Woman with clipboard appraising home

If you’re a homebuyer, the appraisal is one of the most important milestones in the entire mortgage process. A home appraisal is defined as a fair and impartial estimate of how much a home is worth, and is generally required in order to close on your home. Needless to say, a lot hinges on the appraisal. 

There’s much more you should know about this step, so we’ve outlined the most important questions — and their answers — of what the home appraisal process is all about.

1. What is the purpose of a home appraisal?

The appraisal is used to determine the current market value of a particular house, determined by its condition, location, and features. Additionally, the appraisal helps the mortgage lender ensure they are lending an accurate amount based on what the home is worth.

2. Why do I need an appraisal?

Because most mortgage lenders, including Premium Mortgage Corporation, require one! As mentioned above, to meet underwriting requirements, it’s critical to make sure the appraised value of the home for which the loan will be secured is enough to back the loan amount set by the lender.

3. Who appraises the home?

An appraiser is an independent, impartial professional who has taken comprehensive and continuous training in valuation methods and techniques. Each is licensed or certified by the state(s) in which they work. They should follow state regulations and industry standards and may also be certified by, for example, the Uniform Standards of Professional Appraisal Practice (USAP). This Congress-adopted group maintains ethical and performance standards for United States appraisers.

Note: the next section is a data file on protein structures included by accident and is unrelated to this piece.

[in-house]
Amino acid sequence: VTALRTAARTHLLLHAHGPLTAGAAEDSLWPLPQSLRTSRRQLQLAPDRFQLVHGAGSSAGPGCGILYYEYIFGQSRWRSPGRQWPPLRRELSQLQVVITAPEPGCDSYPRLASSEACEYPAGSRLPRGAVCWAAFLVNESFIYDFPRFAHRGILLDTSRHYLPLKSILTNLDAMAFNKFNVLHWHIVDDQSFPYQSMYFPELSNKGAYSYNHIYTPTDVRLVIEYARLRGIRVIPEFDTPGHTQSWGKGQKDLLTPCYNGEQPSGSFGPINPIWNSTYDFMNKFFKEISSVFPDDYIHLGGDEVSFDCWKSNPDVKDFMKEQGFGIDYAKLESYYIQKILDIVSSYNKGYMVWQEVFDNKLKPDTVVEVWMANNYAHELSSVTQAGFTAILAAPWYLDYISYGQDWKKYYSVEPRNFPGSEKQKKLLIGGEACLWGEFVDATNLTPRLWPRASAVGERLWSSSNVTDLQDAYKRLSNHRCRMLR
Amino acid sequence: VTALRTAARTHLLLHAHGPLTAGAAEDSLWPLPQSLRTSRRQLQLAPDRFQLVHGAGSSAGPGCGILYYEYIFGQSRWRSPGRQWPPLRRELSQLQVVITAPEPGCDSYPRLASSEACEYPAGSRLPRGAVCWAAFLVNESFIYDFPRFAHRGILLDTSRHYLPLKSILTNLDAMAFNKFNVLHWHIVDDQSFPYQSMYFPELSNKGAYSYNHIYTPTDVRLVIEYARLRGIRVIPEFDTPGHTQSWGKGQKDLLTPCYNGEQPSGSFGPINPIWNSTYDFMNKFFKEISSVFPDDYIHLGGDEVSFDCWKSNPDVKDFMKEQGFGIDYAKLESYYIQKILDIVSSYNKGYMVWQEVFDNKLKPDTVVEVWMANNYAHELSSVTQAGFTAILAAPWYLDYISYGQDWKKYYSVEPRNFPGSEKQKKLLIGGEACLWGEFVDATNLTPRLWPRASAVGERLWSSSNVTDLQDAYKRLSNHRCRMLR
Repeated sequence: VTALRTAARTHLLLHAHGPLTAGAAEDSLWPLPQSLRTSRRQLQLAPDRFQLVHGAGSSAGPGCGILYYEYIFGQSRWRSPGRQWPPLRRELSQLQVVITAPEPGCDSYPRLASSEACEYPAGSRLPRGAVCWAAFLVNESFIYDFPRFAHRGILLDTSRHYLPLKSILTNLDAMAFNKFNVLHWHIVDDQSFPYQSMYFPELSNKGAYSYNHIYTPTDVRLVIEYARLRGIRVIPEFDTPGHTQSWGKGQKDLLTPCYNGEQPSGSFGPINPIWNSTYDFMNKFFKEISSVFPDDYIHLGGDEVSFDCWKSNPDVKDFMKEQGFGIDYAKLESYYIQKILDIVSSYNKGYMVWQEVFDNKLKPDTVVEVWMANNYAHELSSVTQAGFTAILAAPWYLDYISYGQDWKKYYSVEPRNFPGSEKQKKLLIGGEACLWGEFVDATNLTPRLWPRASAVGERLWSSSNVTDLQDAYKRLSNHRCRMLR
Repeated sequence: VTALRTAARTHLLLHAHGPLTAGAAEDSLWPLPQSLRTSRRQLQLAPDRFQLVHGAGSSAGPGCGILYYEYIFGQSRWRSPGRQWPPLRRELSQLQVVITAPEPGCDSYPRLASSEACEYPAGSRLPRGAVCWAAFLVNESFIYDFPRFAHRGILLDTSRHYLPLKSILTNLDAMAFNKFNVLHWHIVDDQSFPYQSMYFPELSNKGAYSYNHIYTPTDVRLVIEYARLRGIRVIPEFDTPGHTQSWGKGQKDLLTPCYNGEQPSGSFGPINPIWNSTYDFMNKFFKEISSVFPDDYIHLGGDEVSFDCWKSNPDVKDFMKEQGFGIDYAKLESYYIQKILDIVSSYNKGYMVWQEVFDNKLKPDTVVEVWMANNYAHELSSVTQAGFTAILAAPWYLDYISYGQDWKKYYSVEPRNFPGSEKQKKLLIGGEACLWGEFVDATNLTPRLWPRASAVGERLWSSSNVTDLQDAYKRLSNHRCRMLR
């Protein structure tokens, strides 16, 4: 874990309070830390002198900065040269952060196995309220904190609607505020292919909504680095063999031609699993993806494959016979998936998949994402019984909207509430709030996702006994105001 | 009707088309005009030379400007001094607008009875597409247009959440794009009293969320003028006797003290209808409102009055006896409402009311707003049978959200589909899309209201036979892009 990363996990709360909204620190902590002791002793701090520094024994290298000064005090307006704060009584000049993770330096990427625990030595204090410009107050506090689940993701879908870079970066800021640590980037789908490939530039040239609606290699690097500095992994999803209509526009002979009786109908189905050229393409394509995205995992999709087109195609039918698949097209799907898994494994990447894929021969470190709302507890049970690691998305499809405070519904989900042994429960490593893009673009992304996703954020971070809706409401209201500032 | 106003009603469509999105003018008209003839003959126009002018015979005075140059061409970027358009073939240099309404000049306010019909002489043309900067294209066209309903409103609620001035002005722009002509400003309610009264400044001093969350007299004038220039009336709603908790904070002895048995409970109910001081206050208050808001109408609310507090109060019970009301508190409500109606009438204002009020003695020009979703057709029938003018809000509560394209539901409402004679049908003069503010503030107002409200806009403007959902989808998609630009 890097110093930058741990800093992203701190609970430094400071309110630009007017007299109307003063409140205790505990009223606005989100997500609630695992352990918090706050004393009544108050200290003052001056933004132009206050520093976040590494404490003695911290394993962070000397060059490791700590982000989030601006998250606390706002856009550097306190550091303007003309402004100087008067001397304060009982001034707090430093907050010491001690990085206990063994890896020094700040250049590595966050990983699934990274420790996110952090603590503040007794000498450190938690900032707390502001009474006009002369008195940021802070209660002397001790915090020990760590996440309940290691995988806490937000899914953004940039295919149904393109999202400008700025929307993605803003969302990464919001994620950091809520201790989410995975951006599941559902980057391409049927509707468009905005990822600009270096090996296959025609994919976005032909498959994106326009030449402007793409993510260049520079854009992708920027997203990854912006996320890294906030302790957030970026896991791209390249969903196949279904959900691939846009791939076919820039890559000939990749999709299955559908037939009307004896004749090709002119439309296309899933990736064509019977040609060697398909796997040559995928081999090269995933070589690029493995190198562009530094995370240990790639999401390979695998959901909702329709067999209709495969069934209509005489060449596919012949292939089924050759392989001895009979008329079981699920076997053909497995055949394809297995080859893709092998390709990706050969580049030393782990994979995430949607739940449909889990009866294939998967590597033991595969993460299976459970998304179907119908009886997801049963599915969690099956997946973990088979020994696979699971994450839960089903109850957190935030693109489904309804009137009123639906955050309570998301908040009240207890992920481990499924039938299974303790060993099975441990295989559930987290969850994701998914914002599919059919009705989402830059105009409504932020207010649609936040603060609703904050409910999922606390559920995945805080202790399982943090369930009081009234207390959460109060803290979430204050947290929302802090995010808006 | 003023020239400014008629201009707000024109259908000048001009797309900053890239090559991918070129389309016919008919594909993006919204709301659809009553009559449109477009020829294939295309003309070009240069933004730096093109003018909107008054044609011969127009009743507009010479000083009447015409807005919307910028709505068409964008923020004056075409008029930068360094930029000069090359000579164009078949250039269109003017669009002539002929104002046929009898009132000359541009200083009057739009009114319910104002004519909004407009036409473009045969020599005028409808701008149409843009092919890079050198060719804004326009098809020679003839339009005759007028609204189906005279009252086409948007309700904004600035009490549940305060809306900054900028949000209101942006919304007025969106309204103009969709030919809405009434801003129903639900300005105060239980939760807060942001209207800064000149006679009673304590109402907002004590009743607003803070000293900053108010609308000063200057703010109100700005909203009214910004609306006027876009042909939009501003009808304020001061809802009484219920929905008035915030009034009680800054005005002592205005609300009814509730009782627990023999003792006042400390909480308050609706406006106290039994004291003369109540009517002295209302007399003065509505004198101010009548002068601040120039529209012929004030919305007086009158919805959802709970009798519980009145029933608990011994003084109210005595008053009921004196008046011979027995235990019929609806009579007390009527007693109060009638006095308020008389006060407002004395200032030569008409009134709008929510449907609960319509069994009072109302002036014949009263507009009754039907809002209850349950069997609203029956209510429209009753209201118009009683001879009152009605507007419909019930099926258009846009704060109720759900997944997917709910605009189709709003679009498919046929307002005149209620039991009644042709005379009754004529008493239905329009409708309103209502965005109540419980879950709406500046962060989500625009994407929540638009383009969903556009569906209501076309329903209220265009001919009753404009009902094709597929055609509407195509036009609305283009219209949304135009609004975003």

4. What exactly do appraisers look for?

The appraisal examines the condition of all things generally part of, or attached to, the home. Translation: They’re not interested in the style of furniture or size of your shrubs. Generally, the focus of the appraisal is on:

  • General features: Age, square footage, lot size, number of bedrooms and bathrooms, and floor plan functionality.
  • Interior: Walls, flooring, windows and doors, the amount and quality of appliances, and plumbing and lighting.
  • Exterior: Structural integrity of the foundation and roof, decks and porches, garage, and permanent amenities (like a pool or sprinkler system).
  • Location: Nearby schools, a comparison of recently sold homes, public utilities, and zoning classification will also likely be considered here.

5. How is the appraisal paid for?

Typically, the appraisal fee is included in the mortgage closing costs paid by the homebuyer, unless stated otherwise by the lender. For example, at Premium Mortgage Corporation, we accept the appraisal payment either upfront with your mortgage application or we roll it into your closing costs.

6. How long does the appraisal take?

When the appraiser is at the property, it usually takes one to two hours to complete. And once done, the appraiser writes up the written report of findings and sends it to the lender, who will then share it with the appropriate parties. This usually takes five to seven business days.

As you can see, the appraisal plays a significant role in the mortgage process, and it also provides you with a lot of handy information about your soon-to-be home. So, if you have any questions about appraisals or other steps in the home buying journey, give one of our loan officers a call today!